“I’d Like To Thank…”

In our imaginary awards speech where no-one is ever played off, film and TV director Corin Hardy would like to thank…

1 Harry Mawbey

Harry, or as he was known in the costume world — Ron — was a costumier and managing director of Berman’s & Nathan’s (later Angels), the leading costumier and rental house for film and television in England. An enormous building in Camden and then Soho, Shaftesbury Avenue which housed thousands and thousands of costumes. Harry was taught at school by my father who back in the ’60s was head of English and Drama at a rough college in London. I think Harry felt indebted to my father’s teaching, became friends and decided to pay it forward when young me, aged about 14 and on a mission to gain any snippet of experience or information to help become a monster-maker or special FX makeup artist for film asked him if I could get some school work-experience at the costumer. Harry organised a week of boot cleaning and military wardrobe archiving in the basement of Angels (it was awesome) and then gave me summer work where I actually got paid, cleaning the returning costumes from Kevin Costner’s Robin Hood: Prince Of Thieves. When I was 17 he recommended me for my first real film job as a junior wardrobe assistant, working on Jerry Zucker’s medieval epic First Knight starring Richard Gere and Sean Connery. This was a life-changing moment over a momentous summer before I went to Wimbledon School Of Art. I was paid properly and had the experience of a lifetime, witnessing how a huge Hollywood production comes to life. I was nearly fired over my lack of ability to make a decent cup of coffee for the director and HOD’s, but thankfully my passion in other, more creative areas was recognised and instead of letting me go, they actually promoted me and I got my hands dirty working on breaking down thousands of costumes, even splashing around a little bit of blood, throughout the whole production, which moved from North Wales to Pinewood with a huge crew that I was part of. I owe a lot to Harry for always looking out for me and helping find opportunities for me, early on, to gain vital experience and employment in the industry that I wanted to work in. And for his eternal humour.

Harry Mawbey with Harvey Keitel
Me, working in the basement of Berman’s & Nathan’s, sorting out military attire circa 1989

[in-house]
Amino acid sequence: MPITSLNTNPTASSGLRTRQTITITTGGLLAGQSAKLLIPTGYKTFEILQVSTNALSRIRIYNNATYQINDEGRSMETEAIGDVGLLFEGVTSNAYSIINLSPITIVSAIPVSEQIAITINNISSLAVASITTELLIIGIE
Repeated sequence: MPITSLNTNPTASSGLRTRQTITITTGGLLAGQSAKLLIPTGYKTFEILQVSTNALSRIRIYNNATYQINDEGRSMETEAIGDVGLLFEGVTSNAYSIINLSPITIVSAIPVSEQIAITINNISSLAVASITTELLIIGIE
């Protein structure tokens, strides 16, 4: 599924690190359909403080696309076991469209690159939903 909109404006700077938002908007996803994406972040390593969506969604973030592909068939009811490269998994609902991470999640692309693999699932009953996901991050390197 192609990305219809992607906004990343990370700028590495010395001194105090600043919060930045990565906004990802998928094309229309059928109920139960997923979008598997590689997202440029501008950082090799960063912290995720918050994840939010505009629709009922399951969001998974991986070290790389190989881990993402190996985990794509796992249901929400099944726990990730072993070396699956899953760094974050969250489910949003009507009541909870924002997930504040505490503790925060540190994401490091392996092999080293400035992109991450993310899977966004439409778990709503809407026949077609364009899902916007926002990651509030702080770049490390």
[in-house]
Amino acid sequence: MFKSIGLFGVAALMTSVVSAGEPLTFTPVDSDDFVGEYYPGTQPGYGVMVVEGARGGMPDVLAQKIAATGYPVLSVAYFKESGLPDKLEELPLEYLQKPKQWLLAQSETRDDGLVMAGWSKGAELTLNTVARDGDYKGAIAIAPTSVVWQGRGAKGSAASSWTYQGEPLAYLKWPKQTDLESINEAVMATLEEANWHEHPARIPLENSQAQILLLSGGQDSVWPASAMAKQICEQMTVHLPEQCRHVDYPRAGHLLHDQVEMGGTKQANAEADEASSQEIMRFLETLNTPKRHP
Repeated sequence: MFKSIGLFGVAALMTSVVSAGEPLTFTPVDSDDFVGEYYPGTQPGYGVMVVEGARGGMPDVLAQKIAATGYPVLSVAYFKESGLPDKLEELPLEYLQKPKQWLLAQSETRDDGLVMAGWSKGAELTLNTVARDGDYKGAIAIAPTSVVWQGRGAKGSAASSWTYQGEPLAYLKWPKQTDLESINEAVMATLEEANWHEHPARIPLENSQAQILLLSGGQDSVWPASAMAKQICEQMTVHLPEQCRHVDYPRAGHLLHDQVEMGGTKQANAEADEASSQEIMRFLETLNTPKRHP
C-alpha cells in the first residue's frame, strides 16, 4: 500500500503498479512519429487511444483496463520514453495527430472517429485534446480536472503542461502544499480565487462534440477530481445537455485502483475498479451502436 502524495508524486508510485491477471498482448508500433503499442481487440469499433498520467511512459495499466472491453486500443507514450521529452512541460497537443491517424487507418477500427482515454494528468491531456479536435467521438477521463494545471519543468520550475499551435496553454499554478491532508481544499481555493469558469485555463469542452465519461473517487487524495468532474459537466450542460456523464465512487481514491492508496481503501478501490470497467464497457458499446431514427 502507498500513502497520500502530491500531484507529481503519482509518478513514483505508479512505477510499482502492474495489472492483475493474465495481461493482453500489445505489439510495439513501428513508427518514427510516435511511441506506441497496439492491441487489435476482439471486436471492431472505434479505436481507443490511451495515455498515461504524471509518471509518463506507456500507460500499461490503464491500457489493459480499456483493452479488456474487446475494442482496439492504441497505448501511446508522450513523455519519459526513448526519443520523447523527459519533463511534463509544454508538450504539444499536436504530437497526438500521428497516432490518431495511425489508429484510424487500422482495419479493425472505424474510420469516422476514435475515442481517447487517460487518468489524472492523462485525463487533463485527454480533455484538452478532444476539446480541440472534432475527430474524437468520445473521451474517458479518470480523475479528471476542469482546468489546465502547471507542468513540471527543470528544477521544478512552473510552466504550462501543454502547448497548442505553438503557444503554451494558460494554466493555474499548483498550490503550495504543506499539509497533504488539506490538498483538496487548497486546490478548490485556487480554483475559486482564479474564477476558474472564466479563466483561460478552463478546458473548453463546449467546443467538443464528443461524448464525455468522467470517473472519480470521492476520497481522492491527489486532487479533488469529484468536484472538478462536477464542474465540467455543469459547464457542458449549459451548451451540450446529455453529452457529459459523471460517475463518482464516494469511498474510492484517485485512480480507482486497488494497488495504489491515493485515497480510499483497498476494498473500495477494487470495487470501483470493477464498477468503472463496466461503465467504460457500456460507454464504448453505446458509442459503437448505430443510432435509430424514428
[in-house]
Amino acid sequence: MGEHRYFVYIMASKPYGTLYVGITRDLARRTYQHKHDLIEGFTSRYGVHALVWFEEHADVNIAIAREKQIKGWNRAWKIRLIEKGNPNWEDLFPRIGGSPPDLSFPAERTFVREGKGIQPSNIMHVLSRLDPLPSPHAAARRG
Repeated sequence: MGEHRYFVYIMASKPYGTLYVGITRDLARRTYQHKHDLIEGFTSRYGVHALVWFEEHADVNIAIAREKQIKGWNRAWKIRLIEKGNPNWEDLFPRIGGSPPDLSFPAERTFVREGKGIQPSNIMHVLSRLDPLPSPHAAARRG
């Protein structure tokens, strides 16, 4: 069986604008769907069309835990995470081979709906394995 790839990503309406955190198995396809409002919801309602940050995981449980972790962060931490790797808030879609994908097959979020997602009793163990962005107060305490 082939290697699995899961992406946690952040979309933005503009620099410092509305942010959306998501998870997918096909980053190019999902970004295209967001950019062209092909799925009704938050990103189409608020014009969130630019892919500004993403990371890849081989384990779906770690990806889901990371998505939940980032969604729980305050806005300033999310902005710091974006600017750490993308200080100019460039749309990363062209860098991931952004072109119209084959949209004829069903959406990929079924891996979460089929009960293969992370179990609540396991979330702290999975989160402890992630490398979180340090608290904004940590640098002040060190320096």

2 Valerie Charleton

After First Knight, I got into Wimbledon School Of Art to study theatre design with a specialism in technical arts interpretation — which was as close to my beloved special effects/animatronics/ prosthetics as I could find in England. Val Charleton was my Head Tutor at Wimbledon school of art who taught me to sculpt, and who had lots of experience from working in the ’70s and ’80s in special effects, props and art departments on films like Star Wars, Indiana Jones and various Monty Pythons. She was firm and honest and sometimes quite brutal in a good, no bullshit kind of way. An example of this was when I was sculpting a 1.5 X larger than life, 10 foot tall, approximately two tonne heavy life sculpt in clay of a man called Abdullah — and in a bid to impress my tutors, I had rushed through the particulars of blocking out the overall pose to get into the nice facial details. Eager to show Val my day’s work, I was shocked when she frowned, climbed the ladder up to face the head, took up a piece of 2X4 wood and proceeded to batter the face of my sculpt into a misshapen clay mess before my horrified eyes! Annihilating the day’s work I had undertaken in trying to perfect the expression on the face. Val sternly explained that there is no point in perfecting the features of the face if the foundations of the sculpture and position of the body and — critically — how my incomplete proportional measurements were wrongly affecting the gravity which makes or breaks a figure sculpt like this. And this meant the head itself had found itself suspended in the wrong position. Though it took me a moment to get over the disappointment, when I went back and reworked the pose from the ground up, taking careful, unrushed measurements with my home made callipers and using my plumb-line to ensure the position of the eyes was in relation to not just the nose, the mouth, ears and the plane of the forehead, but also the toes, the heels, the hips and shoulders were all connected to ensure the balance was right, and eventually when I got back to the face itself, the overall sculpture was more convincing, gravity was obeyed and of course Val was right. On the last day of my Bachelor Of Arts, following the End of Year Degree Show where we had presented our final sculptures, projects, and in my case a semi-botched attempt at an ambitious stop motion film I had built elaborate sets for and animated in my student bedroom — and as I was literally walking out the door, Val collared me and asked me what I was going to do next. I supposed that I would look for work at Shepperton or Pinewood doing special effects and makeup in one of their workshops. She shook her head, fixed me with a look and said, “You should be making your own films, not working on other people’s… isn’t that what you want to do Corin?” And I guess no one had really ever suggested that as a serious idea before, that I should explore making my own films in a meaningful way. Which kind of resulted in a big decision, to do just that and instead of walking out of the gates of my theatre design degree and seeking work in an studio FX or prop workshop, I set about attempting to put something out there that would get attention to me as a filmmaker. This became my own 30 minute, ambitious stop-motion film Butterfly which took five years to make and led firstly to a 10 year career directing music videos, but then finally into features and then television. So thanks Val for ‘seeing me’ at that vital crossroads — you may not know it, but those few words changed the course of my life. And I always remember the importance of laying out the foundations of a project, to get the gravity right, before embarking on the details. These days I apply the same principal to my scripts, ensuring that the backbone is aligned before rushing to get the face details right.